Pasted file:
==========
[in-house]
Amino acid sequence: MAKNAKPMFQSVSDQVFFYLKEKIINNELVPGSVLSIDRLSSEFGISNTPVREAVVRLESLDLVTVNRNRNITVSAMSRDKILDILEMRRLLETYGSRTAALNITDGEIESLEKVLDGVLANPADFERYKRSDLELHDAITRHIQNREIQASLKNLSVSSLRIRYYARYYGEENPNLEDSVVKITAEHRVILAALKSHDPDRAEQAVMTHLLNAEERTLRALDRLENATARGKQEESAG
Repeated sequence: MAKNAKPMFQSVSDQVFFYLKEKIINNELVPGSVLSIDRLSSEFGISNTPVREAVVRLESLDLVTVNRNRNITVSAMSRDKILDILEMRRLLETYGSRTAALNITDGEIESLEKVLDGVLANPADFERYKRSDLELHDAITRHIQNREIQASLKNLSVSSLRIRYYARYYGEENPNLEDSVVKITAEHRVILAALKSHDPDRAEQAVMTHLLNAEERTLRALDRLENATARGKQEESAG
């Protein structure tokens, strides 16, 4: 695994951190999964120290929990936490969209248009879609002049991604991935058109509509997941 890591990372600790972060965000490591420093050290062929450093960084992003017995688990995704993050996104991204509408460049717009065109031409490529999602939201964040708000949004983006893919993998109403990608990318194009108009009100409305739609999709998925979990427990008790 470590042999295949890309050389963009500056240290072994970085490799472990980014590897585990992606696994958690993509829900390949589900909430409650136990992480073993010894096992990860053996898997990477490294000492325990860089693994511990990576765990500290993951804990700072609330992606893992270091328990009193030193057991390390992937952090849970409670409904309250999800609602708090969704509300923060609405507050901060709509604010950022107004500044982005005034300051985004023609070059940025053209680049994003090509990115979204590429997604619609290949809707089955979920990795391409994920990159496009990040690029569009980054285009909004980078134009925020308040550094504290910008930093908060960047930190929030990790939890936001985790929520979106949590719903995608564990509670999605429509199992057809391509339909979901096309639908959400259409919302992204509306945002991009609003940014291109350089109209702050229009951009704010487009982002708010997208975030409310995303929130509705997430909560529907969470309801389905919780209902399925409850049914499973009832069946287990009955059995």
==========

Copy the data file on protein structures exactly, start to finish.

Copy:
[in-house]
Amino acid sequence: MAKNAKPMFQSVSDQVFFYLKEKIINNELVPGSVLSIDRLSSEFGISNTPVREAVVRLESLDLVTVNRNRNITVSAMSRDKILDILEMRRLLETYGSRTAALNITDGEIESLEKVLDGVLANPADFERYKRSDLELHDAITRHIQNREIQASLKNLSVSSLRIRYYARYYGEENPNLEDSVVKITAEHRVILAALKSHDPDRAEQAVMTHLLNAEERTLRALDRLENATARGKQEESAG
Repeated sequence: MAKNAKPMFQSVSDQVFFYLKEKIINNELVPGSVLSIDRLSSEFGISNTPVREAVVRLESLDLVTVNRNRNITVSAMSRDKILDILEMRRLLETYGSRTAALNITDGEIESLEKVLDGVLANPADFERYKRSDLELHDAITRHIQNREIQASLKNLSVSSLRIRYYARYYGEENPNLEDSVVKITAEHRVILAALKSHDPDRAEQAVMTHLLNAEERTLRALDRLENATARGKQEESAG
């Protein structure tokens, strides 16, 4: 695994951190999964120290929990936490969209248009879609002049991604991935058109509509997941 890591990372600790972060965000490591420093050290062929450093960084992003017995688990995704993050996104991204509408460049717009065109031409490529999602939201964040708000949004983006893919993998109403990608990318194009108009009100409305739609999709998925979990427990008790 470590042999295949890309050389963009500056240290072994970085490799472990980014590897585990992606696994958690993509829900390949589900909430409650136990992480073993010894096992990860053996898997990477490294000492325990860089693994511990990576765990500290993951804990700072609330992606893992270091328990009193030193057991390390992937952090849970409670409904309250999800609602708090969704509300923060609405507050901060709509604010950022107004500044982005005034300051985004023609070059940025053209680049994003090509990115979204590429997604619609290949809707089955979920990795391409994920990159496009990040690029569009980054285009909004980078134009925020308040550094504290910008930093908060960047930190929030990790939890936001985790929520979106949590719903995608564990509670999605429509199992057809391509339909979901096309639908959400259409919302992204509306945002991009609003940014291109350089109209702050229009951009704010487009982002708010997208975030409310995303929130509705997430909560529907969470309801389905919780209902399925409850049914499973009832069946287990009955059995």